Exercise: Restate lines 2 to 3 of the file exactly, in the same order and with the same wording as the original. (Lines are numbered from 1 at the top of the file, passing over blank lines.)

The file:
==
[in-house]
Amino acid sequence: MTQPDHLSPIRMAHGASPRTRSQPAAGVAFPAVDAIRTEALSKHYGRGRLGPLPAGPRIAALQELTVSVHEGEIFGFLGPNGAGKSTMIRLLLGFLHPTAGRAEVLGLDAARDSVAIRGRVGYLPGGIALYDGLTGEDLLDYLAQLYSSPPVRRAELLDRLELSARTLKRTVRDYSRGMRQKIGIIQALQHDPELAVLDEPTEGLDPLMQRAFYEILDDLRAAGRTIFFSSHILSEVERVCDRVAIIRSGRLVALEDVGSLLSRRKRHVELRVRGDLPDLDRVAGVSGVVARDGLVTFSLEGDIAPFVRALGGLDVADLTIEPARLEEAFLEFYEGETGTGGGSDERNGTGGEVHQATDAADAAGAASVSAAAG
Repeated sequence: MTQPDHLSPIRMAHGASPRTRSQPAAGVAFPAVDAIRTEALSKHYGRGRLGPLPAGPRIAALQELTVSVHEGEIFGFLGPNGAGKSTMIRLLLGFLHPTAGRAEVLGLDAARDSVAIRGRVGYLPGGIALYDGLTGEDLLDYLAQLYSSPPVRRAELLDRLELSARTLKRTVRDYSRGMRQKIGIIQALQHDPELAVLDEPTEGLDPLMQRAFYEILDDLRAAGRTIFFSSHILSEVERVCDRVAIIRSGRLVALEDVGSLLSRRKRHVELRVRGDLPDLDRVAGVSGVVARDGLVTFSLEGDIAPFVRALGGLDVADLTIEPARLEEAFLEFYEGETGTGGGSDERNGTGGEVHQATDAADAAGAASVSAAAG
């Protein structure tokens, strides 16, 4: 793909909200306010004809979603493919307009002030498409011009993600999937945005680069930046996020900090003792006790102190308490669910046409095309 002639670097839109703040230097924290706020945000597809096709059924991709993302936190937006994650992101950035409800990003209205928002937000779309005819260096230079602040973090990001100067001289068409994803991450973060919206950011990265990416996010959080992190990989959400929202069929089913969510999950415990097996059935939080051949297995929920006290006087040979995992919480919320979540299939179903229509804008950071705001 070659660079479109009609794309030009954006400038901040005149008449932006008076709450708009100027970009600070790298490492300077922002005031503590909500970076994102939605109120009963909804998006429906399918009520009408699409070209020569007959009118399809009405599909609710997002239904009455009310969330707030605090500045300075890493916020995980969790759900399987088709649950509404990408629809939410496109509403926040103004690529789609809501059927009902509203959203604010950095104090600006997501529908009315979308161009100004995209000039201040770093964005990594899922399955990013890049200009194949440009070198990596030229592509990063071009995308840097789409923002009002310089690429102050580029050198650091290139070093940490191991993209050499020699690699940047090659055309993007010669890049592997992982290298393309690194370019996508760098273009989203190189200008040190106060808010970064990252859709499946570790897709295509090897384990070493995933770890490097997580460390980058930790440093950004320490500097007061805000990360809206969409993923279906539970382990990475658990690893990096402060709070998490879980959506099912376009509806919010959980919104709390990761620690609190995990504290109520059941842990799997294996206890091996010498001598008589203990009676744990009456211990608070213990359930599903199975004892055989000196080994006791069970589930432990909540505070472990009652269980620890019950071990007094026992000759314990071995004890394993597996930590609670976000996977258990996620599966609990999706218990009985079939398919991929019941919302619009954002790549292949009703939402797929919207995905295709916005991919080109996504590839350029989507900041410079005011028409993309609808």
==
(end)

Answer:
Amino acid sequence: MTQPDHLSPIRMAHGASPRTRSQPAAGVAFPAVDAIRTEALSKHYGRGRLGPLPAGPRIAALQELTVSVHEGEIFGFLGPNGAGKSTMIRLLLGFLHPTAGRAEVLGLDAARDSVAIRGRVGYLPGGIALYDGLTGEDLLDYLAQLYSSPPVRRAELLDRLELSARTLKRTVRDYSRGMRQKIGIIQALQHDPELAVLDEPTEGLDPLMQRAFYEILDDLRAAGRTIFFSSHILSEVERVCDRVAIIRSGRLVALEDVGSLLSRRKRHVELRVRGDLPDLDRVAGVSGVVARDGLVTFSLEGDIAPFVRALGGLDVADLTIEPARLEEAFLEFYEGETGTGGGSDERNGTGGEVHQATDAADAAGAASVSAAAG
Repeated sequence: MTQPDHLSPIRMAHGASPRTRSQPAAGVAFPAVDAIRTEALSKHYGRGRLGPLPAGPRIAALQELTVSVHEGEIFGFLGPNGAGKSTMIRLLLGFLHPTAGRAEVLGLDAARDSVAIRGRVGYLPGGIALYDGLTGEDLLDYLAQLYSSPPVRRAELLDRLELSARTLKRTVRDYSRGMRQKIGIIQALQHDPELAVLDEPTEGLDPLMQRAFYEILDDLRAAGRTIFFSSHILSEVERVCDRVAIIRSGRLVALEDVGSLLSRRKRHVELRVRGDLPDLDRVAGVSGVVARDGLVTFSLEGDIAPFVRALGGLDVADLTIEPARLEEAFLEFYEGETGTGGGSDERNGTGGEVHQATDAADAAGAASVSAAAG